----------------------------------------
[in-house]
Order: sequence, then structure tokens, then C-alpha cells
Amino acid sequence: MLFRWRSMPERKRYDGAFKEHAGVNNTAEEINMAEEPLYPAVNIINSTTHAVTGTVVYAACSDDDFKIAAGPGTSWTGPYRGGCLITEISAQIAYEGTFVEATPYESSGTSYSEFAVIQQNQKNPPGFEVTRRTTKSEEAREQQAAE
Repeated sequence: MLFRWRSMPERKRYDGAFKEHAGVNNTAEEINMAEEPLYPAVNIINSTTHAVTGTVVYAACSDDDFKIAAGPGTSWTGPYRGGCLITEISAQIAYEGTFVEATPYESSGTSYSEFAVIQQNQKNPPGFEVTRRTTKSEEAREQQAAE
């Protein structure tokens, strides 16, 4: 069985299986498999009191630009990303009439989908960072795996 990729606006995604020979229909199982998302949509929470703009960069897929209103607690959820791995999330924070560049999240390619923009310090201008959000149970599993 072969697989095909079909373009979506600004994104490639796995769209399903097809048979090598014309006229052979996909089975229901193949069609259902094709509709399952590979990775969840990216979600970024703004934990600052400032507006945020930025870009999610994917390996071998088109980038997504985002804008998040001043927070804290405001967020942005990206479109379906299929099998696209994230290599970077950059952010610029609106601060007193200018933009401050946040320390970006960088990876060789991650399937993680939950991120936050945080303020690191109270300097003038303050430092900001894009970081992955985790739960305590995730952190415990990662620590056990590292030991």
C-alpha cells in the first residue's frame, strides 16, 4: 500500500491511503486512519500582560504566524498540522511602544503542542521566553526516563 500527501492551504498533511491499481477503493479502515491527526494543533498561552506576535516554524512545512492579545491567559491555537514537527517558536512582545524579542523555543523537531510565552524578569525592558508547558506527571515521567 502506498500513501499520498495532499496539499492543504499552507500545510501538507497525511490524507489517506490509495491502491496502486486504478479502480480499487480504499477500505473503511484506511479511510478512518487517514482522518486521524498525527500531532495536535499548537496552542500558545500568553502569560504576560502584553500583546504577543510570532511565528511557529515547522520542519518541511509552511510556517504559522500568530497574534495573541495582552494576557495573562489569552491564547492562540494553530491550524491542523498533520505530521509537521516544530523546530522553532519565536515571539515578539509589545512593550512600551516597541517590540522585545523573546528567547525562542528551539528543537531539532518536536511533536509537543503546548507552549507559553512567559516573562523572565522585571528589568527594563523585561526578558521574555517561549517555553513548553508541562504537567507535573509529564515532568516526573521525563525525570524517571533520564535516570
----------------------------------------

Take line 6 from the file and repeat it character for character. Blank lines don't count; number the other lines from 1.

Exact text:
C-alpha cells in the first residue's frame, strides 16, 4: 500500500491511503486512519500582560504566524498540522511602544503542542521566553526516563 500527501492551504498533511491499481477503493479502515491527526494543533498561552506576535516554524512545512492579545491567559491555537514537527517558536512582545524579542523555543523537531510565552524578569525592558508547558506527571515521567 502506498500513501499520498495532499496539499492543504499552507500545510501538507497525511490524507489517506490509495491502491496502486486504478479502480480499487480504499477500505473503511484506511479511510478512518487517514482522518486521524498525527500531532495536535499548537496552542500558545500568553502569560504576560502584553500583546504577543510570532511565528511557529515547522520542519518541511509552511510556517504559522500568530497574534495573541495582552494576557495573562489569552491564547492562540494553530491550524491542523498533520505530521509537521516544530523546530522553532519565536515571539515578539509589545512593550512600551516597541517590540522585545523573546528567547525562542528551539528543537531539532518536536511533536509537543503546548507552549507559553512567559516573562523572565522585571528589568527594563523585561526578558521574555517561549517555553513548553508541562504537567507535573509529564515532568516526573521525563525525570524517571533520564535516570